World Teachers’ Day is back, as always, on 5 October! On this occasion, we aim to celebrate inspiring teachers around the world, whose work deserves to be highlighted. In this article, meet Neeta from India, who has a passion for academic development and developing effective strategies to reach curriculum goals.

We met Neeta through the Teachers for the Planet Programme, a global coalition co-led by the Aga Khan Foundation, Learning Planet Institute and Teach For All, which witnesses inspiring examples of outstanding educators all around us. It puts teachers and education leaders at the centre of the educational response to our climate crisis.

Are you an exceptional educator like Neeta, working to address the climate crisis in your school? We are now collecting solutions, 100 of which will be presented to policymakers at COP28. 

What / Who are your sources of inspiration?

Great educationists, educational psychologists, scientists, activists, politicians, and leaders, any human being that is genuinely self. The greatest inspiration in my current phase is  Victor Frankl and his strong belief in the purpose of living. We all must have a purpose at every stage.

How do you involve kids on topics that are important to you?

I have a story/context/social cause to teach topics that are important to me through experiential learning. If I am teaching biotechnology topics like Bt crops, I teach techniques involved in the creation of the crops, and their insecticidal action, and then open a discussion on the impact of these crops through worldwide and indian contexts, ranging from large-scale cultivation to subsistence farming. Students are able to link the recent protest by the farmers against the Bt crops and validate the event. It is important that all disciplines be taught with a multi-disciplinary approach and allow students to apply their understanding of the socio-economic aspect of it.

 What’s the best advice your students have given you?

Learn to say no!

What are your main challenges as a teacher? 

Engaging all the students in the classroom so that they are motivated to engage in further research on the topic and drive their own learning. It is essential that students can see learning as an interconnecting process rather than a compartmentalized discipline study lacking an understanding of embedded ethical interdependence.

How does teacher shortage affect you in your daily working life?

Teacher shortage disrupts academic programmes and the implementation of the curriculum. This has a long-term impact on achieving learning outcomes; it strains the present human resources leading to burnout. A committed and qualified teacher is a scarce resource.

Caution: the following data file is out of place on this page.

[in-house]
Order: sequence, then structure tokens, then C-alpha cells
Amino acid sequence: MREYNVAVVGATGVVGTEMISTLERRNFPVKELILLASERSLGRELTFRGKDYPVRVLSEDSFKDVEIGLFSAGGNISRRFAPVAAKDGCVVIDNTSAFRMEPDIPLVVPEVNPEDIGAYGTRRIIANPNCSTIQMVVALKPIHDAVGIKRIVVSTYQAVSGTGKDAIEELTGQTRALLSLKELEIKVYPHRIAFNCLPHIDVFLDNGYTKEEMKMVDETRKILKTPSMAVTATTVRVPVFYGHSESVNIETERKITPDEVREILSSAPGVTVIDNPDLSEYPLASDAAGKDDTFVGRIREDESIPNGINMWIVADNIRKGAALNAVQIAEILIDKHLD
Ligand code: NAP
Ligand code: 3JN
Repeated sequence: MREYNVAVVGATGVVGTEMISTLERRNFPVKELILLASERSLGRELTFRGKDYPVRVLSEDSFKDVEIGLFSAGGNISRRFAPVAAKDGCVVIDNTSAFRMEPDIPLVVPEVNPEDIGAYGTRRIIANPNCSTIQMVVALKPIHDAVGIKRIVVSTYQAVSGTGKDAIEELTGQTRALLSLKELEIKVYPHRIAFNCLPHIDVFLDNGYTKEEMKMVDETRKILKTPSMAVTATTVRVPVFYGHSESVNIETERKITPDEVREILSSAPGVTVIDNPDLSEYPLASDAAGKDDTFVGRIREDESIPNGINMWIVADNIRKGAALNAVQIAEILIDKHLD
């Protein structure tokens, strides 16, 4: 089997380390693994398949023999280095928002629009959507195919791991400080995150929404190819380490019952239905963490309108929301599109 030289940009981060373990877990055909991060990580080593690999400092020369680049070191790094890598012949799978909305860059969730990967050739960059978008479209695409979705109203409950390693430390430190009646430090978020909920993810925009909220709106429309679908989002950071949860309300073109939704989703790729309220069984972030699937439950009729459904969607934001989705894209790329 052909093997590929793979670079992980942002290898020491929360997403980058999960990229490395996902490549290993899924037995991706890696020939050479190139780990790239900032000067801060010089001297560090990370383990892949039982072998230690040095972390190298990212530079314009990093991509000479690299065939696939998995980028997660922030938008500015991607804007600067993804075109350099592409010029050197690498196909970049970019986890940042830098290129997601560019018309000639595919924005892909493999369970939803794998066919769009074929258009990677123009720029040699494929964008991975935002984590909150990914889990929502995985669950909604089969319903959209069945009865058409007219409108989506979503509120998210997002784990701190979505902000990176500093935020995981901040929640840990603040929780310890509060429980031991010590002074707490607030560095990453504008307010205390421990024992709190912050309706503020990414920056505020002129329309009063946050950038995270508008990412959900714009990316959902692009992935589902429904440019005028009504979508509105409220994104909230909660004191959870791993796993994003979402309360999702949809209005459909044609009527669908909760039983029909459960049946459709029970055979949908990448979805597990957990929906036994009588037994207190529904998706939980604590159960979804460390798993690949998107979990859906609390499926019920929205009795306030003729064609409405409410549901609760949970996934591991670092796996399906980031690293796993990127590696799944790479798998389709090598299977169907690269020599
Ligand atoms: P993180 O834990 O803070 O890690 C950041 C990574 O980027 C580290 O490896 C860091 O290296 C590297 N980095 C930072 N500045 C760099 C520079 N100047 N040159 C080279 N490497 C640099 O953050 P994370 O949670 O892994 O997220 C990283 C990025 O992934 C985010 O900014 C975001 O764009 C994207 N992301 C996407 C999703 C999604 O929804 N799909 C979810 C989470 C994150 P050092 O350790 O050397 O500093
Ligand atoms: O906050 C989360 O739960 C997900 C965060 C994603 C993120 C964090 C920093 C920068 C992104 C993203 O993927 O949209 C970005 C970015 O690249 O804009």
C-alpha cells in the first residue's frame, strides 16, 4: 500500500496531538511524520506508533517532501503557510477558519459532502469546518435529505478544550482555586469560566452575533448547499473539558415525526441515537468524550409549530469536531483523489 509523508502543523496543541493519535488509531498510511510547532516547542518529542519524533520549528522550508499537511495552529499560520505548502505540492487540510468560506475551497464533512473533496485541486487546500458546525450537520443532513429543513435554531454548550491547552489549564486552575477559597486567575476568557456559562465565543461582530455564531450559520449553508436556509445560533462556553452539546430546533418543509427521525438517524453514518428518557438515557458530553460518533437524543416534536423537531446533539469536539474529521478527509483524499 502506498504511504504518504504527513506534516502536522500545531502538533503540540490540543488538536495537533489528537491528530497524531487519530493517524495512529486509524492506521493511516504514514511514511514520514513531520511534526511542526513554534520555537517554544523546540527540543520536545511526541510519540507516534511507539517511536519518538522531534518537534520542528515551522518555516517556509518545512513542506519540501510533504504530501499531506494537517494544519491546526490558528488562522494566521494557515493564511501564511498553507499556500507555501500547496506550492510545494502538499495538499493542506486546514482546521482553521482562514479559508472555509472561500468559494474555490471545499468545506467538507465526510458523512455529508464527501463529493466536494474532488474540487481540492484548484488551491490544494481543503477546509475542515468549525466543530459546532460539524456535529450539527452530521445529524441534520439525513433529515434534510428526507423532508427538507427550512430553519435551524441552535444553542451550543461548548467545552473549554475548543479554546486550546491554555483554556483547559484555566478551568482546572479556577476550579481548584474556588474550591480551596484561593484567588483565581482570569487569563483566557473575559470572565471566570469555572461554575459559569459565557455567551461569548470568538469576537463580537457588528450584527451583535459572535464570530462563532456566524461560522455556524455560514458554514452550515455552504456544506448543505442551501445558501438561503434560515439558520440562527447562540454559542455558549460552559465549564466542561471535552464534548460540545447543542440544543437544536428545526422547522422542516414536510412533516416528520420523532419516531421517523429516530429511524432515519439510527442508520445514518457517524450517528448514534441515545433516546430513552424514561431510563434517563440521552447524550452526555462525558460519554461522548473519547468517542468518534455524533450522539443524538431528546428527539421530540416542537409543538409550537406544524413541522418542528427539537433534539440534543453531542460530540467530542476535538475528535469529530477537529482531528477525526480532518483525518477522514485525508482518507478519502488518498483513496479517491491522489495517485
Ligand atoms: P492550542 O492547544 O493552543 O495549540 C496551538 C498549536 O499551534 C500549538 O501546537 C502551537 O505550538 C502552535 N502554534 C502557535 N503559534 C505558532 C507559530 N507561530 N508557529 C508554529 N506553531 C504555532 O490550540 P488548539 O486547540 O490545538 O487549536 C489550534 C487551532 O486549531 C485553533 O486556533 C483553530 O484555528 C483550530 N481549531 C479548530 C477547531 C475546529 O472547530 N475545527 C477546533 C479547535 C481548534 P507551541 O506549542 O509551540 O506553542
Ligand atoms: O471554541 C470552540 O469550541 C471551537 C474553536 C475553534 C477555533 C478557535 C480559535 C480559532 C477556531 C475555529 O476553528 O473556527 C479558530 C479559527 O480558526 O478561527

Do you feel valued as a teacher? Why? Why not?

I feel valued as a teacher. It is important that a teacher keeps growing, espeically in the first few years of teaching by updating subject knowledge and relevant pedagogies. This is to be followed by growing as an educator and then as a learning community leader, understanding the educational landscape at national and international levels.

How do you think the teaching profession could be better valued?

Besides national policies making education relevant to the present century, it’s the teaching community that should be relentlessly upgrading itself to make itself relevant to the present. It is important that we create a knowledge society and collaborate on the best practices.

How do you think the teaching profession could be better supported?  From whom do you receive the most support?

The teaching profession could be supported best through collaboration with national and international peers sharing their best practices. I receive the most support from the institution in terms of giving autonomy and trust laid in abilities.

Meet Dr. Neeta Bisht

I am a Senior School Coordinator and Head of the Department of Biology at the Hyderabad Public School, Begumpet. I am an Educational Administrator with a passion for academic development and developing effective strategies to reach curriculum goals. I am also committed to establishing a supportive and inclusive environment for all the stakeholders.

 I am engaged in academic research in inclusive pedagogies, school-based assessments, and experiential learning. I have been teaching Biology to Secondary and Senior Secondary grades students for over two decades. 

I am a Salzburg Global Fellow, a member Asian Association of Biology Education, and a Life Member of the Biology Teacher Association, Philippines. I was part of Asia-Europe Foundation programme, ASEFClassNet2022 School Collaborations on (1) “Holistic Learning Environments for Innovative Teaching & Learning” and (2) “STEM Education through Education for Sustainable Development (ESD).”